Reduction of Estrogenic Bioactivity in Effluent through Electron Beam Irradiation
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Clean water availability has been made scarce by droughts in Texas caused by longer and hotter summers. Therefore, adopting new water reuse strategies has become important. A concern with recycled water has been the increase of emerging contaminants such as pharmaceuticals and chemicals, specifically estrogenic compounds, due to industrialization. Over exposure to exogenous estrogenic compounds has been shown to lead to cancers and diseases such as reproductive disorders. These adverse health effects can occur in humans and animals when estrogens are not effectively removed from wastewater effluent during water reclamation processes. Electron beam (eBeam) irradiation is an environmentally friendly technology that utilizes high energy electrons to yield rapid reduction and oxidation reactions, and has been shown to break down estrogens in wastewater biosolids. Our hypothesis is that estrogenic compounds, estrone (E1), 17-β-estradiol (E2), and bisphenol A (BPA), can be effectively broken down in wastewater effluent using eBeam irradiation. Should the estrogens be broken down, they will no longer be bioactive and capable of causing adverse health effects. The reduction in bioactivity of the estrogen was quantified using a yeast estrogen screening assay (YES assay) after eBeam irradiation of wastewater effluent at doses between 2 kGy and 15 kGy. The detection limits of the YES Assay were 25pM for E1 and E2 and 0.25pM for BPA. Reduction was seen in E2 at an absorbed dose of 15kGy. However, reproducible reduction of estrogenic bioactivity for E1 and BPA could not be determined from irradiation trials. The YES Assay was originally developed with E2 and therefore it is possible that it is not an optimal assay to detect reduction in bioactivity for E1 and BPA. Overall we are not able to conclude that eBeam irradiation is an effective reduction method for the estrogens in wastewater effluent, and further studies are needed to confirm our hypothesis.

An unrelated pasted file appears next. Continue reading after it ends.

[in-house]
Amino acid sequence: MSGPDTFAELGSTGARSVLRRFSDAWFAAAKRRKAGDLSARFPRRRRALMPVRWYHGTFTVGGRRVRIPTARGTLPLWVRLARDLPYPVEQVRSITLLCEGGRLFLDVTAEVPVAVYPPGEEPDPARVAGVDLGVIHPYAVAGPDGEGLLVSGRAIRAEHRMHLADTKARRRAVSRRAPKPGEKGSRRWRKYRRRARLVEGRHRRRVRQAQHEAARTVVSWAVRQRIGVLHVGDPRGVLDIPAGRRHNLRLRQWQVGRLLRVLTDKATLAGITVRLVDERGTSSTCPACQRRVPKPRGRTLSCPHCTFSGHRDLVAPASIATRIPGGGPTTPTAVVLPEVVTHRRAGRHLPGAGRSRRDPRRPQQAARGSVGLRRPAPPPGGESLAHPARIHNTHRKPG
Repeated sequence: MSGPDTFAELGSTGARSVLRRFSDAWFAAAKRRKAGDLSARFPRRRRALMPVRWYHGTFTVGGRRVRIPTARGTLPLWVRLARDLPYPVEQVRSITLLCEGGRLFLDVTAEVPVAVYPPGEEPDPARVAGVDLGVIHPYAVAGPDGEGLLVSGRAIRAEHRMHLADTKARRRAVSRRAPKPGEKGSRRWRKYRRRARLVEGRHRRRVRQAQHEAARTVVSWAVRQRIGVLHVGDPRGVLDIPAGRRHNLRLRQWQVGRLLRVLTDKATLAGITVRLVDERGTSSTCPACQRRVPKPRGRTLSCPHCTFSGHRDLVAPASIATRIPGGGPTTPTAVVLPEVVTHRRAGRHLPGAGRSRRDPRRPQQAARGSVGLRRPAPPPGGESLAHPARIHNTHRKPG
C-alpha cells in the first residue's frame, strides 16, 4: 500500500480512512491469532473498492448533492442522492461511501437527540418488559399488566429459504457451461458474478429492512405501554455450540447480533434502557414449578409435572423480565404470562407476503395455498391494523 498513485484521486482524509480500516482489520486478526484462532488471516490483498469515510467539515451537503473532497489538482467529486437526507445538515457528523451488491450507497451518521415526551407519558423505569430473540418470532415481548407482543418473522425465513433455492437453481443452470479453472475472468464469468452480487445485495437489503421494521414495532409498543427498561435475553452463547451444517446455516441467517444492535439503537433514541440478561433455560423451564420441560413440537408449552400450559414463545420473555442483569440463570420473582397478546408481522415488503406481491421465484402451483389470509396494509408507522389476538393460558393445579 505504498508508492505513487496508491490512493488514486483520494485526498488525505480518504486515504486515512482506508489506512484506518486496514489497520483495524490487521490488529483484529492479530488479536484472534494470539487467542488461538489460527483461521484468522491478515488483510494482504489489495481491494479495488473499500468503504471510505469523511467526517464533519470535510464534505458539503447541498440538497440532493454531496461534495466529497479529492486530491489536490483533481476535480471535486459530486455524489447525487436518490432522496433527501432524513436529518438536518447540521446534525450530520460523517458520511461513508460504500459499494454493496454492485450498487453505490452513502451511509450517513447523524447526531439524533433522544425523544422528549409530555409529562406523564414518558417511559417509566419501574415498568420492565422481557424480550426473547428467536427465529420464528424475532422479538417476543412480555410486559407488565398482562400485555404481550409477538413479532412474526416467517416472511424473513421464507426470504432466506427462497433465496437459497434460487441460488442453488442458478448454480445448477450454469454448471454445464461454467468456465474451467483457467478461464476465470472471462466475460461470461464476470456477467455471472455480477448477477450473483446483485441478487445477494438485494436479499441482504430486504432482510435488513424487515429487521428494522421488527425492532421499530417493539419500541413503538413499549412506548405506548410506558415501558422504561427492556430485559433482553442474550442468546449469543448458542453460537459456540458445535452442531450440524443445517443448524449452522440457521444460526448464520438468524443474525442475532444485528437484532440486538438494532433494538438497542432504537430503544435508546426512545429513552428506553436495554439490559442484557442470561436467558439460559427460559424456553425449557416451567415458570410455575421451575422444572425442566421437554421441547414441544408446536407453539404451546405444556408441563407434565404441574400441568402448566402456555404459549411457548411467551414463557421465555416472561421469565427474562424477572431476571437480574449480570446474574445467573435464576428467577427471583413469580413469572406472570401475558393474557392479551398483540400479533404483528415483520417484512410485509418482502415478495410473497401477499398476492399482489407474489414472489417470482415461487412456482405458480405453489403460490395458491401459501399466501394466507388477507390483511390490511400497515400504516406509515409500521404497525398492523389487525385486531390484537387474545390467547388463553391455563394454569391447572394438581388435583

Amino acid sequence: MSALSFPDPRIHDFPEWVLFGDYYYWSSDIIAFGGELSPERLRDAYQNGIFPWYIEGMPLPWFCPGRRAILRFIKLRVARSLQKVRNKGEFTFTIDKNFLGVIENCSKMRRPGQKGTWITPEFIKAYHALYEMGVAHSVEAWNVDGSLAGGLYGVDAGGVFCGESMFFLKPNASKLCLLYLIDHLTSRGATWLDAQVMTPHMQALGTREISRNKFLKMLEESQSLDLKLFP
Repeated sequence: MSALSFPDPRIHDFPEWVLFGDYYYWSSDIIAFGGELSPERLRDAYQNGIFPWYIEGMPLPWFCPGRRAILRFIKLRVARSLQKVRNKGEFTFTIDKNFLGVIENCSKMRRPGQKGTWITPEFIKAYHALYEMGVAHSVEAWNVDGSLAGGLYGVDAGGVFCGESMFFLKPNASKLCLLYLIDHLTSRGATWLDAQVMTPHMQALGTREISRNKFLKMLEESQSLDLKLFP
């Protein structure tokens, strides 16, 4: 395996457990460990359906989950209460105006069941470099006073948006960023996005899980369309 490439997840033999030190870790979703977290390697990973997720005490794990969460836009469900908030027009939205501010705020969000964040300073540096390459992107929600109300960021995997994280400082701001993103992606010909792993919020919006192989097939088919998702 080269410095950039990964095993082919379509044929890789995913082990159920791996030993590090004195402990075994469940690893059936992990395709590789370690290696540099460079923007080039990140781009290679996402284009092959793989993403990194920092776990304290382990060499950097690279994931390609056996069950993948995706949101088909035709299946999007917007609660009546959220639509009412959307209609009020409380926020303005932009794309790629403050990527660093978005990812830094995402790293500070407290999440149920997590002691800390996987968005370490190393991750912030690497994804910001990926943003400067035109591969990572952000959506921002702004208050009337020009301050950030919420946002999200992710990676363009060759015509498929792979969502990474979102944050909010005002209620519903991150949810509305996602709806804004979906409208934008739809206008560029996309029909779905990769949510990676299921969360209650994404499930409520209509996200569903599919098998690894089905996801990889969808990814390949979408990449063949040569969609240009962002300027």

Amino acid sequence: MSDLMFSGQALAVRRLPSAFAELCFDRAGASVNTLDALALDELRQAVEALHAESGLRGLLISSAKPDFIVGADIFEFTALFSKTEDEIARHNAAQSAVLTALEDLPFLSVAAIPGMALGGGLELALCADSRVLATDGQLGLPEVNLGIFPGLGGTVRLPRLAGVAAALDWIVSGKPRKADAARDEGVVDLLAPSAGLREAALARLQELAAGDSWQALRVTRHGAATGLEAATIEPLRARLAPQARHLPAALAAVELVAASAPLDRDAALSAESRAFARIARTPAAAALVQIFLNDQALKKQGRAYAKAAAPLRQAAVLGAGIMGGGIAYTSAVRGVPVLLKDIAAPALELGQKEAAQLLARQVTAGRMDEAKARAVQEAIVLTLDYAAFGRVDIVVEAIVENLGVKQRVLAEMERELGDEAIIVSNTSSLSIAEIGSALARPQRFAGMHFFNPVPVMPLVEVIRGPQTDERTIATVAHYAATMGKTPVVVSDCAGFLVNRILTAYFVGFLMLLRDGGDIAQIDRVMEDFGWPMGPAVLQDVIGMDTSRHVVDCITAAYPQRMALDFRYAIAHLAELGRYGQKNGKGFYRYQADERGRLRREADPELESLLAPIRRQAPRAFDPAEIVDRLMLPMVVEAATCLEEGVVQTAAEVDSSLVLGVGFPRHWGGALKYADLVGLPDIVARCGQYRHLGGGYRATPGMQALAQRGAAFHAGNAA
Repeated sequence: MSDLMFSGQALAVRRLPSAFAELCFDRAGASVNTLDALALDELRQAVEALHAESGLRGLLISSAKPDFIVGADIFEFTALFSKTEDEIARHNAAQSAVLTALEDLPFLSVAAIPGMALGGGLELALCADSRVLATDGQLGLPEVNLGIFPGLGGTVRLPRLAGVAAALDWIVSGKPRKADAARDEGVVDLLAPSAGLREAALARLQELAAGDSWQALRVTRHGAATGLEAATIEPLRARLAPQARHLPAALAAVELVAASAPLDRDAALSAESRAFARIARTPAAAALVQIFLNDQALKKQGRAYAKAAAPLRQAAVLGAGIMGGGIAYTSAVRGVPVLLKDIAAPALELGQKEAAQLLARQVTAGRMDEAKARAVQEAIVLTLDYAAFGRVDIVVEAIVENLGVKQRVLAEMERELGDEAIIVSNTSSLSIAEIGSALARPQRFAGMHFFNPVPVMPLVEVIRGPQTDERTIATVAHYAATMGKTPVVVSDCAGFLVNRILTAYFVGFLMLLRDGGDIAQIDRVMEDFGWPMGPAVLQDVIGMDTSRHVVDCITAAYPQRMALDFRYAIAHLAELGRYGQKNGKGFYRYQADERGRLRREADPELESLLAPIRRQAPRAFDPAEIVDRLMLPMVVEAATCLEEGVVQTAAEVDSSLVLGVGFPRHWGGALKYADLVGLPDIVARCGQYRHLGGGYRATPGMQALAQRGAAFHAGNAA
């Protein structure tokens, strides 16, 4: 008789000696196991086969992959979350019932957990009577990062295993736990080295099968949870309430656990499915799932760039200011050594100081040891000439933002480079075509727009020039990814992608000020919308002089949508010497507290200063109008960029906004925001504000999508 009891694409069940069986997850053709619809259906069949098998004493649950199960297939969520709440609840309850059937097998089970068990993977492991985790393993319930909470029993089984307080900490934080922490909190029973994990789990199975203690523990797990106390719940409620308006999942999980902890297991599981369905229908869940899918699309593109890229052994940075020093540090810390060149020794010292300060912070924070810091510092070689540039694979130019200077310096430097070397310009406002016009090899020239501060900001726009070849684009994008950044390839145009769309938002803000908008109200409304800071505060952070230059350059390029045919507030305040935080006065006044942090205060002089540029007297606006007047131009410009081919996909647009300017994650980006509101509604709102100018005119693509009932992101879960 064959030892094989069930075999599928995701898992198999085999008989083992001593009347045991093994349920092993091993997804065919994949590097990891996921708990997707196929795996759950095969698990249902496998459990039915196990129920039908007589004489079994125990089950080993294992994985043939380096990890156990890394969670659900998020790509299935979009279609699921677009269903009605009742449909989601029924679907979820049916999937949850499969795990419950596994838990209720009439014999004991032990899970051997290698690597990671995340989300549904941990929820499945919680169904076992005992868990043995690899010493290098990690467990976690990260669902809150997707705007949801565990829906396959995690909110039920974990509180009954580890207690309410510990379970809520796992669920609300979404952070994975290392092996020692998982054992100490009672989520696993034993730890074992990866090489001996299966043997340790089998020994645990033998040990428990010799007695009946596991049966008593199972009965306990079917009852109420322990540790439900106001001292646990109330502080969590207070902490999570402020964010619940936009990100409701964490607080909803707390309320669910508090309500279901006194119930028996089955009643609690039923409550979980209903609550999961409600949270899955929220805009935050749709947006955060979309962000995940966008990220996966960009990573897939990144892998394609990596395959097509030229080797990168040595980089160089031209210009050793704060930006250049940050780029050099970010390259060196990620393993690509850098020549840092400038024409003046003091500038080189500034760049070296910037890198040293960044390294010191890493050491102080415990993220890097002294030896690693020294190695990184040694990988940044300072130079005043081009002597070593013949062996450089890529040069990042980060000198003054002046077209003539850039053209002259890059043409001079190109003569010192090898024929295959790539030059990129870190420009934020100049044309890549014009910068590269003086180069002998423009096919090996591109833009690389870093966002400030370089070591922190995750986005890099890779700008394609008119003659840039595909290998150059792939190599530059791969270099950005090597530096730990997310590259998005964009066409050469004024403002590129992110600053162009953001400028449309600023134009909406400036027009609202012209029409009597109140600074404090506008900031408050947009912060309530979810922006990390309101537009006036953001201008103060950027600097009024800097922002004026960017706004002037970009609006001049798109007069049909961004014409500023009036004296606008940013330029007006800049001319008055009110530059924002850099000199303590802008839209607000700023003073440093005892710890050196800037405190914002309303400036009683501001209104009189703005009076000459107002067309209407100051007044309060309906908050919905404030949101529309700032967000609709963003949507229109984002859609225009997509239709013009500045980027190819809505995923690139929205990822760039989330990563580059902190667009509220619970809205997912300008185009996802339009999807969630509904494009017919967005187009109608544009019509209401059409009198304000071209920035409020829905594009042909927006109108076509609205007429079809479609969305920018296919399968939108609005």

Subjectelectron beam irradiation
yeast estrogen screening assay
Link, Emma C.; Komorek, Rachel Elise (2015). Reduction of Estrogenic Bioactivity in Effluent through Electron Beam Irradiation. Undergraduate Research Scholars Program. Available electronically from